Staffers at the University of Missouri’s independent student newspaper had to stop working on their Wednesday edition last night after someone phoned in a bomb threat to the Student Center, where the newsroom is located.
“We were roughly two hours into our production night when the Student Center was evacuated,” says Katie Pohlman, editor-in-chief of The Maneater. (The threat was called in at 7 p.m.)
The staff hoped to put the paper together outside of the newsroom.
We tossed around the idea of going to the Journalism School and working from there – we can work on our server as long as we’re connected to the school’s wireless – but we realized that most, if not all, of our InDesign pages were still pulled up on computers in the newsroom and therefore we couldn’t work on them. We also hadn’t dropped any photos onto the server and the photo editor’s computer was still in the newsroom, so we really couldn’t do much production work.
Pohlman warned her production team and printer that the weekly Maneater might have to come out a day late.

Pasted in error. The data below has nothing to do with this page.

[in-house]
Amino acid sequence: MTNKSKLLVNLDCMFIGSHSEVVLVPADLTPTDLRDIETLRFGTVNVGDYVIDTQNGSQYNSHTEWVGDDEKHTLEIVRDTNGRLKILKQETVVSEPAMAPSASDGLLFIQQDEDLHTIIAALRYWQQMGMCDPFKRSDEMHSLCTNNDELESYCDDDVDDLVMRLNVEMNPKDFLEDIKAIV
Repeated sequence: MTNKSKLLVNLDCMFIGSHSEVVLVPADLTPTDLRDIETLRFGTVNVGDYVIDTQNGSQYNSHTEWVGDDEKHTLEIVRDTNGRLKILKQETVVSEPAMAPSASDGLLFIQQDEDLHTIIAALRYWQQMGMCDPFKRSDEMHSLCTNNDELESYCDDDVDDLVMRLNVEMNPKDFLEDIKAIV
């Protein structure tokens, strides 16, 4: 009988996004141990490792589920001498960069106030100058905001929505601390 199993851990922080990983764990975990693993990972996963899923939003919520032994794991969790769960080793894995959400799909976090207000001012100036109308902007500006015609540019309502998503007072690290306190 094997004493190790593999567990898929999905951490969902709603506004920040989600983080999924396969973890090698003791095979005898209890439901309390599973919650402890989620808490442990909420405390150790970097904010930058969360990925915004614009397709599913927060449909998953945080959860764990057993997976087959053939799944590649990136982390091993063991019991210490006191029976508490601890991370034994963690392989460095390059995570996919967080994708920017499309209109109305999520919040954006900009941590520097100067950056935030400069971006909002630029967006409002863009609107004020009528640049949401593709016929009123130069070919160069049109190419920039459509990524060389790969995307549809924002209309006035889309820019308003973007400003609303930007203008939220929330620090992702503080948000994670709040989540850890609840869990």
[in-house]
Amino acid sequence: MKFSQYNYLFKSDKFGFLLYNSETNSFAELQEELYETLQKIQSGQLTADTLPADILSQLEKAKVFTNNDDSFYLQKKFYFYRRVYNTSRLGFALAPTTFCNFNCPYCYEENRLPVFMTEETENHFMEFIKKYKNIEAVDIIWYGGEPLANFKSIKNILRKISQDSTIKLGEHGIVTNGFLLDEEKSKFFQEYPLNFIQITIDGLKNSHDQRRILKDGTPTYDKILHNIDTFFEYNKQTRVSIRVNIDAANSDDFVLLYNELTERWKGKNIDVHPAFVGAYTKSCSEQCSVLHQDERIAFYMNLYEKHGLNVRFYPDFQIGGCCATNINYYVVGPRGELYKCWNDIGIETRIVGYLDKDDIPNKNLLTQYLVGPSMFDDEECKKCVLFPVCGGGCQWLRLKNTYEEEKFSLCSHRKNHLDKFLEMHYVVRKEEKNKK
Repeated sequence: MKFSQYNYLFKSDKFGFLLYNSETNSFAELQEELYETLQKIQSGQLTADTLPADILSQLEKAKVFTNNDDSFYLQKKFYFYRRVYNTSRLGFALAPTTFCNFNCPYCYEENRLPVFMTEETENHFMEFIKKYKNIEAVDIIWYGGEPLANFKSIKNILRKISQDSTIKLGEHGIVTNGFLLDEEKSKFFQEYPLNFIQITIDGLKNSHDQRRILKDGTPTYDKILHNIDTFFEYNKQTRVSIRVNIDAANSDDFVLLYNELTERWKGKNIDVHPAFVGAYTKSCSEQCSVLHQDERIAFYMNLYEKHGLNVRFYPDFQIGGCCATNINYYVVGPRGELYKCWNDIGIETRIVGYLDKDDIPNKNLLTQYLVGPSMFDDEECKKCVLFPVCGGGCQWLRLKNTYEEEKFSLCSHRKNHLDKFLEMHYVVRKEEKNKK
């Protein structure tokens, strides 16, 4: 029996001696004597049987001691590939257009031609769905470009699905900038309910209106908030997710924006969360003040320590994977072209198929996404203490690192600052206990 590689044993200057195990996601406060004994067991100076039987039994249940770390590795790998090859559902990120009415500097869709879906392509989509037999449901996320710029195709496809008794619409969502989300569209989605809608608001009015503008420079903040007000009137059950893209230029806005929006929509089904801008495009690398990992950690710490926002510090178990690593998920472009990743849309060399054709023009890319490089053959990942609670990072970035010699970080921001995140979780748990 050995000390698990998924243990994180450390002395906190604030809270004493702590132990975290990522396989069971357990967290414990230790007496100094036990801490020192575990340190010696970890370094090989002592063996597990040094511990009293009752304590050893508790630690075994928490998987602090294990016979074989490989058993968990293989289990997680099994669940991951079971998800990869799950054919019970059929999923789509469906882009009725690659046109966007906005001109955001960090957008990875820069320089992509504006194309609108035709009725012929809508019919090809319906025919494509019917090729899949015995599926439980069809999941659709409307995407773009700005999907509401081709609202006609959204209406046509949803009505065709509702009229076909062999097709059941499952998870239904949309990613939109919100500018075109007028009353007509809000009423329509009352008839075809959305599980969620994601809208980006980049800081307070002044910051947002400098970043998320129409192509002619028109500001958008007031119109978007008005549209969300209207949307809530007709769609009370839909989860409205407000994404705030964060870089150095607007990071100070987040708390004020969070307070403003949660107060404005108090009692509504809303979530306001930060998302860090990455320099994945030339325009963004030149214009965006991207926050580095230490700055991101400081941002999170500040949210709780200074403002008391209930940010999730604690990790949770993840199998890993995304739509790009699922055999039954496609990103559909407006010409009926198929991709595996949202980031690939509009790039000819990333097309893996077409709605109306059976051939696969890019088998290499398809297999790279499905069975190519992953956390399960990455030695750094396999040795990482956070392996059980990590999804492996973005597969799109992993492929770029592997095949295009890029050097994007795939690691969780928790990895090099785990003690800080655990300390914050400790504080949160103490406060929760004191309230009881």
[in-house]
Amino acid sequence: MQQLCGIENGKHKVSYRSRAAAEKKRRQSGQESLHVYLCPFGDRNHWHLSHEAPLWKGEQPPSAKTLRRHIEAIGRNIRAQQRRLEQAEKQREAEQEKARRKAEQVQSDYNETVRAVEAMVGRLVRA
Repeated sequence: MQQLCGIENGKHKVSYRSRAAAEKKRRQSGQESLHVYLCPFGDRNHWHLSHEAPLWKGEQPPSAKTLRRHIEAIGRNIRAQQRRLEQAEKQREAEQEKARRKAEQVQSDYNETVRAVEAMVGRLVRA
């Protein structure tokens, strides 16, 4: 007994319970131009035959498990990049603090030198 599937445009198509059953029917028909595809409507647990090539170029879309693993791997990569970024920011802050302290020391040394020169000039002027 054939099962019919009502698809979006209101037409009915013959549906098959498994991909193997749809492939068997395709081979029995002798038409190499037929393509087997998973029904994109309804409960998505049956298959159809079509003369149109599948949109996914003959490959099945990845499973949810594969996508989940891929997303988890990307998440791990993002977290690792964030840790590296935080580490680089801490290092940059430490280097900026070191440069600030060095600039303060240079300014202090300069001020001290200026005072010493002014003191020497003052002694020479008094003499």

“I knew that if we could get back into the office anytime before midnight, when the Student Center locks, we would produce a paper with this [bomb threat] story as the main article,” the editor says.
Meanwhile, the student journalists set up a temporary newsroom of sorts “on a portion of grass, kitty-corner from the Student Center” and did their reporting on Twitter.
“We also only had one camera on hand so the photographer had to run around a five-block area taking photos of all the aspects of the incident,” says Pohlman. “We had to move around a bit as the police widened the perimeter so there was a lot of picking up and moving ourselves, our laptops and our temporary workspace down the street a little further.”
Finally, at about 10 p.m., The Maneater crew was allowed back into the newsroom.
It was crunch time. My production manager called on other members of our editorial board who had gone home already for design help. Every one was designing pages, reading stories and writing cutlines. Our social media editor and my managing editor came back to the newsroom to help the production process.
There were seven of us designing pages, when usually only three or four do. We all had adrenaline rushes and worked nonstop (usually our production nights are a little bit more casual with breaks to run up to the convenience store for snacks). Our production nights usually last from 5 p.m. to 2 a.m. at the earliest, but, even with a two-hour delay last night, we got out at 2 a.m.
It was our fastest production night this year and we produced a 20-page paper.